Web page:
Skip to main content
A Better Partnership
December 12, 2016

MSC grants MOAA on whether award of attorney fees should have been decided by trial court or jury

The Michigan Supreme Court has granted a mini-oral argument on the question of whether the trial court erred in awarding attorney fees following a postjudgment hearing rather than submitting the attorney fee issue to the jury.
 
In Power Play International v. Reddy, No. 154347, the plaintiffs sued to enforce a 2008 settlement agreement between the parties.  That agreement provided in part that the prevailing party in an action to enforce the agreement would be entitled to recover associated attorney fees.  The plaintiffs prevailed on summary disposition regarding defendants’ liability for breach of the settlement agreement, and the jury awarded plaintiffs damages of $3,000,000.  The trial court held an evidentiary hearing regarding the reasonableness of plaintiffs’ attorney fees, and ultimately ordered defendants to pay fees of $80,765.
 
The Court of Appeals affirmed that decision, reasoning that plaintiffs did not become the “prevailing party” until the jury had reached a verdict on the damages issue.  In so holding, the court distinguished a case in which the contract at issue permitted the recovery of attorney fees upon breach, unlike the settlement agreement in this case.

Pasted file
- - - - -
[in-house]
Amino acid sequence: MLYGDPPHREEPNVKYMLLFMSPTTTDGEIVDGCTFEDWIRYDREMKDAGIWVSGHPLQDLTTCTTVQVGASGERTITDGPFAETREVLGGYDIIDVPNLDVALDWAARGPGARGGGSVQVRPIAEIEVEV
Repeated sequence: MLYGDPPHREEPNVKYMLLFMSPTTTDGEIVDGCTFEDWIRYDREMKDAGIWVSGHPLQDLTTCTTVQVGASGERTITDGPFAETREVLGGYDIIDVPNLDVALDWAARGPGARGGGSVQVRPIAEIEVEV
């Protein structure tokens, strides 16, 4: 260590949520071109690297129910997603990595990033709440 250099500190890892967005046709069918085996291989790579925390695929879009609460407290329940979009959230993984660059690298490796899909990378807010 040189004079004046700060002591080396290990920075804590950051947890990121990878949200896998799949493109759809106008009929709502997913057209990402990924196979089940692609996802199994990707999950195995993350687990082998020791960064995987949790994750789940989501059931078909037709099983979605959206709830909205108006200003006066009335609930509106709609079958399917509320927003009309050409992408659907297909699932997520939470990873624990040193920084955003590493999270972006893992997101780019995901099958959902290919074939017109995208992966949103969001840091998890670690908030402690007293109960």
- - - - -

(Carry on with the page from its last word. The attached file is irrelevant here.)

The Supreme Court’s grant of mini-oral argument invited amicus briefs from the Michigan Association for Justice, Michigan Defense Trial Counsel, Inc., and the Negligence Section of the State Bar of Michigan.

NOTICE. Although we would like to hear from you, we cannot represent you until we know that doing so will not create a conflict of interest. Also, we cannot treat unsolicited information as confidential. Accordingly, please do not send us any information about any matter that may involve you until you receive a written statement from us that we represent you.

By clicking the ‘ACCEPT’ button, you agree that we may review any information you transmit to us. You recognize that our review of your information, even if you submitted it in a good faith effort to retain us, and even if you consider it confidential, does not preclude us from representing another client directly adverse to you, even in a matter where that information could and will be used against you.

Please click the ‘ACCEPT’ button if you understand and accept the foregoing statement and wish to proceed.

ACCEPTCANCEL

Text

+ -

Reset